“It all adds up to one thing. She was killed by Bigfoot.”
This was an episode that tried hard, but missed and missed badly. What should have been a really entertaining episode about what we believe in had only moments of fun. Overall, it was dull and, sadly, all too predictable.
I understand that five years is a long time and that story lines are going to begin to feel similar to stories we have seen before. But, almost every part of this story felt like a re-tread. I was bored through the vast majority of it.
Let’s get the bad out the way. We had the Mulder/Scully divide again, with the same two on each side of the issue. We know that Castle and Ryan are the believers and that Beckett and Esposito are not. Instead of following this blueprint, it might be fun to shake up either the believers or the pairings.
I love Perlmutter, but it is now clear that he is brought in whenever the cases are going to be freaky. It is he who does the autopsy on the nitrogen frozen chef, the zombies, the laser blaster, the evil DVD and now Bigfoot. I’m not complaining too loudly as I love his interactions with Castle, but seeing his names in the credits is now a dead giveaway about what the episode is going to be.
I knew who the killer was because he was the first person that Caskett talked to and then we never saw him again until the end of the episode. The writers really need to come up with something a bit more original. The scene with Caskett in the trap felt an awful lot like their being handcuffed in the cage, only with Bigfoot instead of the tiger. Did anyone really not know who Bigfoot was going to turn out to be?
Alexis stealing food and lying about it? The least said about this the better. That snapped my suspension of disbelief completely. Likewise, I am a huge fan of Stana Katic’s, but she phoned this one in. Her delivery on what should have been the line of the show (“you are ruggedly handsome”) was painful and her shouting at the various suspects felt forced and off.
What did work in this episode and what I wish we had seen a lot more of was the various discussions about what people believe. The weakest bit was Alexis, but it is nice to see a young woman who has had her life handed to her appreciate it. I would have loved to have seen that dinner; Dad, daughter and hippy friend at Le Cirque. The comedy potential is obvious.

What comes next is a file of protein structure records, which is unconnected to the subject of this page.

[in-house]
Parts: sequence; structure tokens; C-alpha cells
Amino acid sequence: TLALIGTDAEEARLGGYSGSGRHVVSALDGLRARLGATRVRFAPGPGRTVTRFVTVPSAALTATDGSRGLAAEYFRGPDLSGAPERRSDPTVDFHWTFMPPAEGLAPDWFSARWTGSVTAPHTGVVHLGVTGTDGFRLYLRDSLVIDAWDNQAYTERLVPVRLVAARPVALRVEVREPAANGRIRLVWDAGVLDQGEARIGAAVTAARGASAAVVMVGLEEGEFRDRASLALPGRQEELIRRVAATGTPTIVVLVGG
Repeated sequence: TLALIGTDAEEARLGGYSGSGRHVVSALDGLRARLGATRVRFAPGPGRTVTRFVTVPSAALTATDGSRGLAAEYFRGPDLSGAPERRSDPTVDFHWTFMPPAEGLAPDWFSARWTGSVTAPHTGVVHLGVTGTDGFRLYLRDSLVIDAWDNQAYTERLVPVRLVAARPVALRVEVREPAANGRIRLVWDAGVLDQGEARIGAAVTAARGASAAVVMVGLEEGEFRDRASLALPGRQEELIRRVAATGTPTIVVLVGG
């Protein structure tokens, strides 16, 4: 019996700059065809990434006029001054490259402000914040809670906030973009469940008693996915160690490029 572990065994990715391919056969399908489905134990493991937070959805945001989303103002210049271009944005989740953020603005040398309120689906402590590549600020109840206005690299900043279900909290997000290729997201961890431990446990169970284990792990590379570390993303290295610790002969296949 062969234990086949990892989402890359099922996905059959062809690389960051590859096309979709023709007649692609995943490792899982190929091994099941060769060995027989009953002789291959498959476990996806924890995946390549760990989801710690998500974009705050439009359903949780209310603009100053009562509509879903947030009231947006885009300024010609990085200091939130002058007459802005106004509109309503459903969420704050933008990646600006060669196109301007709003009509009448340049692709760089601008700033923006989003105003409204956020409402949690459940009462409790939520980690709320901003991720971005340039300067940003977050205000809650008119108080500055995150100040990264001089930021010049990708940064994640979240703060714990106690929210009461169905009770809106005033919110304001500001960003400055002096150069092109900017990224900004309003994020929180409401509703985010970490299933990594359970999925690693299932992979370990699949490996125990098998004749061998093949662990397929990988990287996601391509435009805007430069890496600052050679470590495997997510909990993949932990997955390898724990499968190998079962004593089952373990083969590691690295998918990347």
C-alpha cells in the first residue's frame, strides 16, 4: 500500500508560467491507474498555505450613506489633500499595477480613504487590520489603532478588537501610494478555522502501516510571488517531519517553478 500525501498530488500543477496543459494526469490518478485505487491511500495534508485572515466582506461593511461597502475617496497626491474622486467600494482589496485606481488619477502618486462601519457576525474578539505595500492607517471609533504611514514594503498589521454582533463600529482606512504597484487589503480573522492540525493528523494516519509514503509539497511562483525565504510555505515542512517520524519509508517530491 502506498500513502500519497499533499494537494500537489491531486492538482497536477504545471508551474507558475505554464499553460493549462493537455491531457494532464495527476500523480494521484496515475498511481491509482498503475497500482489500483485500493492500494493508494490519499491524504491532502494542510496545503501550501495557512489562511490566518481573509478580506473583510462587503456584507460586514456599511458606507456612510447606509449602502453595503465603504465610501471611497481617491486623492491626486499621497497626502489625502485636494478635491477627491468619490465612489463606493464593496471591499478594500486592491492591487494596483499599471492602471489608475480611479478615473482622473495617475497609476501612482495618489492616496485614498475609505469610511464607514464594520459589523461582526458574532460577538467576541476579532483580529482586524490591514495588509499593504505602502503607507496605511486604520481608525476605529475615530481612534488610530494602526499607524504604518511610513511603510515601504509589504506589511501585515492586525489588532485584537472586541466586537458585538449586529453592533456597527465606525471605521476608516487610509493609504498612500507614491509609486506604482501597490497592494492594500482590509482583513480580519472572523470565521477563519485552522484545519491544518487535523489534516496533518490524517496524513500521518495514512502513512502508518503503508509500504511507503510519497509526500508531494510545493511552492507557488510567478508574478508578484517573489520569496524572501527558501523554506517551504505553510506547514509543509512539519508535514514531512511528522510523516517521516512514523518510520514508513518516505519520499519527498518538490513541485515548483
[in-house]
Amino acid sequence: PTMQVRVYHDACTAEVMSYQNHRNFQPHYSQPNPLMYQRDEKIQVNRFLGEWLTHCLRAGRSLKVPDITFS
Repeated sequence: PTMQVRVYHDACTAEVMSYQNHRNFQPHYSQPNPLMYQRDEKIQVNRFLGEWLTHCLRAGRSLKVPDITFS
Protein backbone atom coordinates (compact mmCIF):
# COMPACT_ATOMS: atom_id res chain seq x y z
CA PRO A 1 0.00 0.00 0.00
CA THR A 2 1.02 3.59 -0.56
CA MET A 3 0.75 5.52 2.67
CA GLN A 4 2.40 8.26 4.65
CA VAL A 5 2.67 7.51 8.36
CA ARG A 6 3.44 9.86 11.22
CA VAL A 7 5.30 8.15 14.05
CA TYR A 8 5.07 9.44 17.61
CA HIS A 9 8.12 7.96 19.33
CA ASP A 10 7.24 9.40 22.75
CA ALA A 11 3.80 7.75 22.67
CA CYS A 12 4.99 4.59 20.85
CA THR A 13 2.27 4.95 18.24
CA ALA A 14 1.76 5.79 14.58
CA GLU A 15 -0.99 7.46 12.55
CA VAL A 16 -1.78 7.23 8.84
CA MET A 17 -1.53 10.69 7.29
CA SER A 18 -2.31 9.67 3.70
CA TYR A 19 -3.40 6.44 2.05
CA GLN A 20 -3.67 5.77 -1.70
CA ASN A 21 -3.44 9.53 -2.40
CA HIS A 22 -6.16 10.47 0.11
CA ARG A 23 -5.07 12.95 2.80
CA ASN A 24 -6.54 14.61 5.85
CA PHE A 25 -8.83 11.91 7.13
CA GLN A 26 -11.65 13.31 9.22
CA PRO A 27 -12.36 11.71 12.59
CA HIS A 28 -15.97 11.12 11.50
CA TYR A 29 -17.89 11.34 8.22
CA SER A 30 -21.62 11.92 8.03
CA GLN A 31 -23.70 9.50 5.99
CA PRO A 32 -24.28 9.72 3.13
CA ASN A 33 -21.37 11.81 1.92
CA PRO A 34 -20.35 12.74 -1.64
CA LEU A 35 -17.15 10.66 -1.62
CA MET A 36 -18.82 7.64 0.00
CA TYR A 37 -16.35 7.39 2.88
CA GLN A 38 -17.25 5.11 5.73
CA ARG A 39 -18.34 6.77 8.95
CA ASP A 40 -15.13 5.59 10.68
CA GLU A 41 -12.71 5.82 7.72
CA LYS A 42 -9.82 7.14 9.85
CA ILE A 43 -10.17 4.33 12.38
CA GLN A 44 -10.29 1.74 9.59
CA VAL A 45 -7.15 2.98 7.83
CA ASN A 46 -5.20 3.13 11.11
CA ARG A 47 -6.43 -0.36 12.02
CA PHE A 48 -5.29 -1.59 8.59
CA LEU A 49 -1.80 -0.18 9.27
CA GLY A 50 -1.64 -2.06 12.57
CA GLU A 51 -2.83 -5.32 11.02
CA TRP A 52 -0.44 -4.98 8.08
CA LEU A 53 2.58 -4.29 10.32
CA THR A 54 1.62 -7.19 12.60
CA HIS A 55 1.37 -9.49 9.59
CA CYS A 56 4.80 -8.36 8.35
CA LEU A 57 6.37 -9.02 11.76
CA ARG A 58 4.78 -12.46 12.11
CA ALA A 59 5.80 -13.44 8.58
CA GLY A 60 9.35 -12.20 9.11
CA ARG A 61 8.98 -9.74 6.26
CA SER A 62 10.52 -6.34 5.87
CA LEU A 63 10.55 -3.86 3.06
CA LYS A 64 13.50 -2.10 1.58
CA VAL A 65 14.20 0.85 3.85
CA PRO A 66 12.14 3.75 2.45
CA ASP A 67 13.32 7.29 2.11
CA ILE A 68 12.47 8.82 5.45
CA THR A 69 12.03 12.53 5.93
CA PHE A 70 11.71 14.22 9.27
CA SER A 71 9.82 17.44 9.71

The scene that kept this episode from being a total disaster was the scene in the bedroom. I like how comfortable Caskett are with each other, and I loved the discussion of magic. A long time ago, Castle told Beckett that if she could not believe in even the possibility of magic, she would never find it. Well, she has found it in the simple joys of every day living. What a lovely character beat.
I liked Castle’s speech as well. For a man who writes mysteries, he is determined to find some in his reality. As everything that can be has been explored, Castle finds magic in the things that cannot be explained. He does not need to be able to see, hear or touch them to believe.
Of course, the ultimate magic is just what Beckett says. These two people, with their wildly differing views, have come together and created something even better. Too bad the writers couldn’t do the same this week. Two out of four Smurf faces.
-- The next scheduled episode deals with a bombing. Due to the recent issues in Boston, ABC has switched this episode with the next. Next week, therefore, will be what should have been episode 5.22, then the following week will be the bombing episode, 5.21. Many of the cast have tweeted that there will be continuity issues.
-- A pitbull named Badass. Really?
-- When the trap went off, Beckett went after the intruder with a crystal statue. Where was her gun?
Beckett: “I believe in the everyday magic of life. I mean, things I can see and touch, like the green shoots that pop through the snow in February, or the Flatiron building, or the way that I feel when I hear Coltrane.”
Castle: “Ah spork. They all laughed at you.”
ChrisB is a freelance writer who spends more time than she ought in front of a television screen or with a book in her hand.